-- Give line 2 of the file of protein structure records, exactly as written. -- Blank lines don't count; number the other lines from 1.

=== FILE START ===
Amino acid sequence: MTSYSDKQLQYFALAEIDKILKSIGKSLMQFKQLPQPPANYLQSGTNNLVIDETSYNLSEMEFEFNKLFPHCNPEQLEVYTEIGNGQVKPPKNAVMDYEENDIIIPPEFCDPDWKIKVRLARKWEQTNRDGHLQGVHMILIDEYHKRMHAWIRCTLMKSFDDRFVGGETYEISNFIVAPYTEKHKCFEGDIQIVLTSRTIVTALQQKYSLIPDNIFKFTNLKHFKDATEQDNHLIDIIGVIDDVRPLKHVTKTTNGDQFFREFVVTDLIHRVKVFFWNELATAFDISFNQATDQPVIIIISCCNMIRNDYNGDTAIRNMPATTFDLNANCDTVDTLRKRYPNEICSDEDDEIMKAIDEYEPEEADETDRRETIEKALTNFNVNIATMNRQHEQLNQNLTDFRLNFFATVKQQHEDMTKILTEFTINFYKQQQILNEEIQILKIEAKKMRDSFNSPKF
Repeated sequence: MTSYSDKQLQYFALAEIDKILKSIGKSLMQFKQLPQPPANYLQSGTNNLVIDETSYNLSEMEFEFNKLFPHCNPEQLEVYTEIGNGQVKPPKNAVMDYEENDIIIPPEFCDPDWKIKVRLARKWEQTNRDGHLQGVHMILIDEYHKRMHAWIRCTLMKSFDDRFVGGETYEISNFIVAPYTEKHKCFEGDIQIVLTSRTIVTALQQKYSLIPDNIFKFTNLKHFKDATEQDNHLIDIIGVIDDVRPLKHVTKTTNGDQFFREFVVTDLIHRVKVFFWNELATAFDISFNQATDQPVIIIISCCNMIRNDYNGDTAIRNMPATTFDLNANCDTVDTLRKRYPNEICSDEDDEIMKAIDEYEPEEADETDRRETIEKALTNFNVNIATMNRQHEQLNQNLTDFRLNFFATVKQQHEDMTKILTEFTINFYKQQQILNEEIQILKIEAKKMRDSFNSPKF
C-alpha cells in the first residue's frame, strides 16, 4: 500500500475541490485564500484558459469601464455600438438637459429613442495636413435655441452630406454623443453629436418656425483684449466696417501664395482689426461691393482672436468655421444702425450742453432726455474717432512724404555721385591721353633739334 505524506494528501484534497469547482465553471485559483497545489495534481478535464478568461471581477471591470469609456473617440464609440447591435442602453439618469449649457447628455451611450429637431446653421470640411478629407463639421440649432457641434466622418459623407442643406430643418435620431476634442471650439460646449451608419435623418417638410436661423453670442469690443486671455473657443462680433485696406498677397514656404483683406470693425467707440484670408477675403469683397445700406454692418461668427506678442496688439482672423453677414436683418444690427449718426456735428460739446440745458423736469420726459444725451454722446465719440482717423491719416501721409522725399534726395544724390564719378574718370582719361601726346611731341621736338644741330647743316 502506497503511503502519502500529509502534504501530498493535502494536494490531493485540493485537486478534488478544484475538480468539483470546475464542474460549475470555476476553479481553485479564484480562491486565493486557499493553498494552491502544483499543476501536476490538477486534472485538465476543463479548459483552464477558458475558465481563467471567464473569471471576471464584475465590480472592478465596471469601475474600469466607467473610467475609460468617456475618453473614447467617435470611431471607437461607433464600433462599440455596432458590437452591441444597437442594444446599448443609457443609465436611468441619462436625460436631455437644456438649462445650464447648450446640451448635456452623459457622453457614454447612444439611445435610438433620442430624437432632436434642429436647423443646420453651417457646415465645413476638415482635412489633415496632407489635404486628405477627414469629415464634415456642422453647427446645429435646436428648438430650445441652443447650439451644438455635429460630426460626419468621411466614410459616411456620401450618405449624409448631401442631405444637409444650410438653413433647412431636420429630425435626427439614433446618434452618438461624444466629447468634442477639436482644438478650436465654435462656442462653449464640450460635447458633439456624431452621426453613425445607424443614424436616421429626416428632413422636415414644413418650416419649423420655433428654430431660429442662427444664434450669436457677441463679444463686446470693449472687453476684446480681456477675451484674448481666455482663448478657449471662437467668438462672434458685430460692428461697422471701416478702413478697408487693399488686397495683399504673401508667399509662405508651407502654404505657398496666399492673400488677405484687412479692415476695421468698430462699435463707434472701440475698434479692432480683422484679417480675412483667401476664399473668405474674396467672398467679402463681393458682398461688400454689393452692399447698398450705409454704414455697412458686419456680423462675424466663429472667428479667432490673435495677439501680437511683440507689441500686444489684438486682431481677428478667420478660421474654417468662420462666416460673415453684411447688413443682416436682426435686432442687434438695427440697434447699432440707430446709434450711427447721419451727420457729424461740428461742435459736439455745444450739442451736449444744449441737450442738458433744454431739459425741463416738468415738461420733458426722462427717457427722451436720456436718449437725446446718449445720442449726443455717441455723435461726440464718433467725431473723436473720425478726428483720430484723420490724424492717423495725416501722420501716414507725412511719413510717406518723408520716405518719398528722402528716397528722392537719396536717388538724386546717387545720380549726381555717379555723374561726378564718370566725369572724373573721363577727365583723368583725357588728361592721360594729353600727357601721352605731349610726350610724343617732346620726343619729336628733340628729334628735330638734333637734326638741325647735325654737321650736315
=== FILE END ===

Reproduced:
Repeated sequence: MTSYSDKQLQYFALAEIDKILKSIGKSLMQFKQLPQPPANYLQSGTNNLVIDETSYNLSEMEFEFNKLFPHCNPEQLEVYTEIGNGQVKPPKNAVMDYEENDIIIPPEFCDPDWKIKVRLARKWEQTNRDGHLQGVHMILIDEYHKRMHAWIRCTLMKSFDDRFVGGETYEISNFIVAPYTEKHKCFEGDIQIVLTSRTIVTALQQKYSLIPDNIFKFTNLKHFKDATEQDNHLIDIIGVIDDVRPLKHVTKTTNGDQFFREFVVTDLIHRVKVFFWNELATAFDISFNQATDQPVIIIISCCNMIRNDYNGDTAIRNMPATTFDLNANCDTVDTLRKRYPNEICSDEDDEIMKAIDEYEPEEADETDRRETIEKALTNFNVNIATMNRQHEQLNQNLTDFRLNFFATVKQQHEDMTKILTEFTINFYKQQQILNEEIQILKIEAKKMRDSFNSPKF